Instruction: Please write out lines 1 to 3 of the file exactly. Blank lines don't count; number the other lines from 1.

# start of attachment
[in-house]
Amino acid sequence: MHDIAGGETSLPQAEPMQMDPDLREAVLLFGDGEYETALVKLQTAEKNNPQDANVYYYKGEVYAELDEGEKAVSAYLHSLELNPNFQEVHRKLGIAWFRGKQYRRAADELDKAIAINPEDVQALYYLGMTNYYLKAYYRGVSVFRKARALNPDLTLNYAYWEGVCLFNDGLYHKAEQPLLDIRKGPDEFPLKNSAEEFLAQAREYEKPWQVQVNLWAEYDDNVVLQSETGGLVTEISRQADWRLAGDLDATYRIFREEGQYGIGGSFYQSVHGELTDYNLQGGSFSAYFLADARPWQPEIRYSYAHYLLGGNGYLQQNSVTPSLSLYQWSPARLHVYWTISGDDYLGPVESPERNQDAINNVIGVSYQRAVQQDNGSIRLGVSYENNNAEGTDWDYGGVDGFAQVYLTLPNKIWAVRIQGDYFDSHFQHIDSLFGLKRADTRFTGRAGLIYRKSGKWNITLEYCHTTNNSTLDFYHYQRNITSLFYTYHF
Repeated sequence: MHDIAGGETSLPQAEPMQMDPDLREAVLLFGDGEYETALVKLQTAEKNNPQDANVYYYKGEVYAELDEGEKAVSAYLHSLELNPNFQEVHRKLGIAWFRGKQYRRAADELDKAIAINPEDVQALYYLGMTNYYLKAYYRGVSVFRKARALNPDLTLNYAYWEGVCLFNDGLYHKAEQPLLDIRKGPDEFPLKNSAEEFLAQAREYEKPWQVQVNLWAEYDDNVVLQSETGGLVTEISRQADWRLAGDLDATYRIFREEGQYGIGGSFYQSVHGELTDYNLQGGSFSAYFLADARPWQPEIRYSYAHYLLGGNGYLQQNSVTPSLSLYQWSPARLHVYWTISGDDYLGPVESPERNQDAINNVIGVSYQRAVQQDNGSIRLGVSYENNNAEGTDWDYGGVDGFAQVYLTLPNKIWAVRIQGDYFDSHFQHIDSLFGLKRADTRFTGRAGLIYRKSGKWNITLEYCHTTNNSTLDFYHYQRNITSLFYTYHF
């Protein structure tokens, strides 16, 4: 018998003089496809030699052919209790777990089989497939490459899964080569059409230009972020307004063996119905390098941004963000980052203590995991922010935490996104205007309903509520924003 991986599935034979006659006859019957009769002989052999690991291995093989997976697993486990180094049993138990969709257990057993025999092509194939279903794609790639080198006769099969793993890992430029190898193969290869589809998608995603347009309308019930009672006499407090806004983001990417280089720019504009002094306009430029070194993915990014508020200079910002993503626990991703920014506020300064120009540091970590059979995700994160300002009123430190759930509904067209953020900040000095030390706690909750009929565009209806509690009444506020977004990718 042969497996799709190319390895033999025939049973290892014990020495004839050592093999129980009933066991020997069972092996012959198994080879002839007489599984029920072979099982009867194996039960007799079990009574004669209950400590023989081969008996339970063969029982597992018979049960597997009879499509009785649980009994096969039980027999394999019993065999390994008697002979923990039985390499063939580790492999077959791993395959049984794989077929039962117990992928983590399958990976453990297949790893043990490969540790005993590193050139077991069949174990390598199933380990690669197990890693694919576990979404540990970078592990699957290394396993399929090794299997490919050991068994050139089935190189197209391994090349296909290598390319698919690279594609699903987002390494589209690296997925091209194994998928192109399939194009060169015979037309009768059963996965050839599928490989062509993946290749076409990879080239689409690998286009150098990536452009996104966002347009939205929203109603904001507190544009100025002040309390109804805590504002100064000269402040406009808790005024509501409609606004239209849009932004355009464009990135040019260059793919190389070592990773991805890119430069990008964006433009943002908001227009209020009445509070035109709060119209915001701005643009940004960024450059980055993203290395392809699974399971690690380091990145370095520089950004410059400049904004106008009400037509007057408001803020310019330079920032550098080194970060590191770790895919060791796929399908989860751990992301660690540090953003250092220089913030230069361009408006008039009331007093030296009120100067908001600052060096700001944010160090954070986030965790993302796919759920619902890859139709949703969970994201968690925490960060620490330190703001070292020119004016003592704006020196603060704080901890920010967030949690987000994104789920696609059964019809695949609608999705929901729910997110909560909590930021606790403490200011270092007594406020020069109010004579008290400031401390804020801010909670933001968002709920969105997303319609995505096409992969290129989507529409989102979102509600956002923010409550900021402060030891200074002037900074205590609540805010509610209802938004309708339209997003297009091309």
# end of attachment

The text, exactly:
[in-house]
Amino acid sequence: MHDIAGGETSLPQAEPMQMDPDLREAVLLFGDGEYETALVKLQTAEKNNPQDANVYYYKGEVYAELDEGEKAVSAYLHSLELNPNFQEVHRKLGIAWFRGKQYRRAADELDKAIAINPEDVQALYYLGMTNYYLKAYYRGVSVFRKARALNPDLTLNYAYWEGVCLFNDGLYHKAEQPLLDIRKGPDEFPLKNSAEEFLAQAREYEKPWQVQVNLWAEYDDNVVLQSETGGLVTEISRQADWRLAGDLDATYRIFREEGQYGIGGSFYQSVHGELTDYNLQGGSFSAYFLADARPWQPEIRYSYAHYLLGGNGYLQQNSVTPSLSLYQWSPARLHVYWTISGDDYLGPVESPERNQDAINNVIGVSYQRAVQQDNGSIRLGVSYENNNAEGTDWDYGGVDGFAQVYLTLPNKIWAVRIQGDYFDSHFQHIDSLFGLKRADTRFTGRAGLIYRKSGKWNITLEYCHTTNNSTLDFYHYQRNITSLFYTYHF
Repeated sequence: MHDIAGGETSLPQAEPMQMDPDLREAVLLFGDGEYETALVKLQTAEKNNPQDANVYYYKGEVYAELDEGEKAVSAYLHSLELNPNFQEVHRKLGIAWFRGKQYRRAADELDKAIAINPEDVQALYYLGMTNYYLKAYYRGVSVFRKARALNPDLTLNYAYWEGVCLFNDGLYHKAEQPLLDIRKGPDEFPLKNSAEEFLAQAREYEKPWQVQVNLWAEYDDNVVLQSETGGLVTEISRQADWRLAGDLDATYRIFREEGQYGIGGSFYQSVHGELTDYNLQGGSFSAYFLADARPWQPEIRYSYAHYLLGGNGYLQQNSVTPSLSLYQWSPARLHVYWTISGDDYLGPVESPERNQDAINNVIGVSYQRAVQQDNGSIRLGVSYENNNAEGTDWDYGGVDGFAQVYLTLPNKIWAVRIQGDYFDSHFQHIDSLFGLKRADTRFTGRAGLIYRKSGKWNITLEYCHTTNNSTLDFYHYQRNITSLFYTYHF